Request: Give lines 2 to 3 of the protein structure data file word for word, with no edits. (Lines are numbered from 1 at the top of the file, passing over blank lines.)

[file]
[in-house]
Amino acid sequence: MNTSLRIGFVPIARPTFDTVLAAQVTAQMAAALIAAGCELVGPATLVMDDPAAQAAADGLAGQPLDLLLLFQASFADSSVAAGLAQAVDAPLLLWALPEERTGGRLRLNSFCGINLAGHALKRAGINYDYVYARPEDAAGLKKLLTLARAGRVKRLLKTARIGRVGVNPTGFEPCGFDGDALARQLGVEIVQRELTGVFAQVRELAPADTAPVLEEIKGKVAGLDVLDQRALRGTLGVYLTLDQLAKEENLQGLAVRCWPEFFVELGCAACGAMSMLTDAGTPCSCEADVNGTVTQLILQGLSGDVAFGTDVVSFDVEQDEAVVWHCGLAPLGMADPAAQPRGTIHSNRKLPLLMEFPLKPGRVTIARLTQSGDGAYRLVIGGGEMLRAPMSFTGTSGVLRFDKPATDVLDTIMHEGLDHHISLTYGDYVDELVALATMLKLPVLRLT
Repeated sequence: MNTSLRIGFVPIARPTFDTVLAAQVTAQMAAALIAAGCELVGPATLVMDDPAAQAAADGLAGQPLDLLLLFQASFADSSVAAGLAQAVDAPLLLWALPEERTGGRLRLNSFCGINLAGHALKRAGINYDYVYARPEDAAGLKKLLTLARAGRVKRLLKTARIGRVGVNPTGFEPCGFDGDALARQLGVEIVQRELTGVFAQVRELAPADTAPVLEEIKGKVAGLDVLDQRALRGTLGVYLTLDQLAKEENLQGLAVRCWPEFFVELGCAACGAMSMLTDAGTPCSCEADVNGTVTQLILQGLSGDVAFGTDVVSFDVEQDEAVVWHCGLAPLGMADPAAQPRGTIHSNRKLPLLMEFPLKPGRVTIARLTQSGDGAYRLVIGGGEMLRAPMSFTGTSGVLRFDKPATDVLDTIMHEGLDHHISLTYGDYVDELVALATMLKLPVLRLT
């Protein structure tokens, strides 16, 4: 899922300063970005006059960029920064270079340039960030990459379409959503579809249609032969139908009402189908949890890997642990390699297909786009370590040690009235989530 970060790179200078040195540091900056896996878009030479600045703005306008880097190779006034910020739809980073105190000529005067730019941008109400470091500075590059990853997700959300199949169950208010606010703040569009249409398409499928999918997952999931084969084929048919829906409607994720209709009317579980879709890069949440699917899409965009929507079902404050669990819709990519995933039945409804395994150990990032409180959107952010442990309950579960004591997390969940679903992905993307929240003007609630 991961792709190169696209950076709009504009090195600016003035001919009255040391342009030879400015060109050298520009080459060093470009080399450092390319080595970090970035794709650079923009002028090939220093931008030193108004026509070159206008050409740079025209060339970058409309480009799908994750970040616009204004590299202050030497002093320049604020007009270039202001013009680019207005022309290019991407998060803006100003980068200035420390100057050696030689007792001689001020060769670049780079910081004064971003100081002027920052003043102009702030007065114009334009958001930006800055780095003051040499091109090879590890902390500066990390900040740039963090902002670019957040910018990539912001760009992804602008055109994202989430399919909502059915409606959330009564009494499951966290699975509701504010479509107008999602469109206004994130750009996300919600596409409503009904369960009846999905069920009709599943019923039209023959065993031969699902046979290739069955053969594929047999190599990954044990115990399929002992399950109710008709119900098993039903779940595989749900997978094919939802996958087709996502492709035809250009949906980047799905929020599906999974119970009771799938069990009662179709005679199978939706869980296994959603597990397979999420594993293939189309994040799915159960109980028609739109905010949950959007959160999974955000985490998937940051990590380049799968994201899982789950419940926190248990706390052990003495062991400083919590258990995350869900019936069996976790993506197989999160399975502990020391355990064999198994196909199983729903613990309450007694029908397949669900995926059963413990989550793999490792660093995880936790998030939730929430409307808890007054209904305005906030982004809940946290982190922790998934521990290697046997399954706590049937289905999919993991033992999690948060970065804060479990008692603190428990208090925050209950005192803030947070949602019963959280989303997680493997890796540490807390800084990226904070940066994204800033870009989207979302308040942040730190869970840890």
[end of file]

Amino acid sequence: MNTSLRIGFVPIARPTFDTVLAAQVTAQMAAALIAAGCELVGPATLVMDDPAAQAAADGLAGQPLDLLLLFQASFADSSVAAGLAQAVDAPLLLWALPEERTGGRLRLNSFCGINLAGHALKRAGINYDYVYARPEDAAGLKKLLTLARAGRVKRLLKTARIGRVGVNPTGFEPCGFDGDALARQLGVEIVQRELTGVFAQVRELAPADTAPVLEEIKGKVAGLDVLDQRALRGTLGVYLTLDQLAKEENLQGLAVRCWPEFFVELGCAACGAMSMLTDAGTPCSCEADVNGTVTQLILQGLSGDVAFGTDVVSFDVEQDEAVVWHCGLAPLGMADPAAQPRGTIHSNRKLPLLMEFPLKPGRVTIARLTQSGDGAYRLVIGGGEMLRAPMSFTGTSGVLRFDKPATDVLDTIMHEGLDHHISLTYGDYVDELVALATMLKLPVLRLT
Repeated sequence: MNTSLRIGFVPIARPTFDTVLAAQVTAQMAAALIAAGCELVGPATLVMDDPAAQAAADGLAGQPLDLLLLFQASFADSSVAAGLAQAVDAPLLLWALPEERTGGRLRLNSFCGINLAGHALKRAGINYDYVYARPEDAAGLKKLLTLARAGRVKRLLKTARIGRVGVNPTGFEPCGFDGDALARQLGVEIVQRELTGVFAQVRELAPADTAPVLEEIKGKVAGLDVLDQRALRGTLGVYLTLDQLAKEENLQGLAVRCWPEFFVELGCAACGAMSMLTDAGTPCSCEADVNGTVTQLILQGLSGDVAFGTDVVSFDVEQDEAVVWHCGLAPLGMADPAAQPRGTIHSNRKLPLLMEFPLKPGRVTIARLTQSGDGAYRLVIGGGEMLRAPMSFTGTSGVLRFDKPATDVLDTIMHEGLDHHISLTYGDYVDELVALATMLKLPVLRLT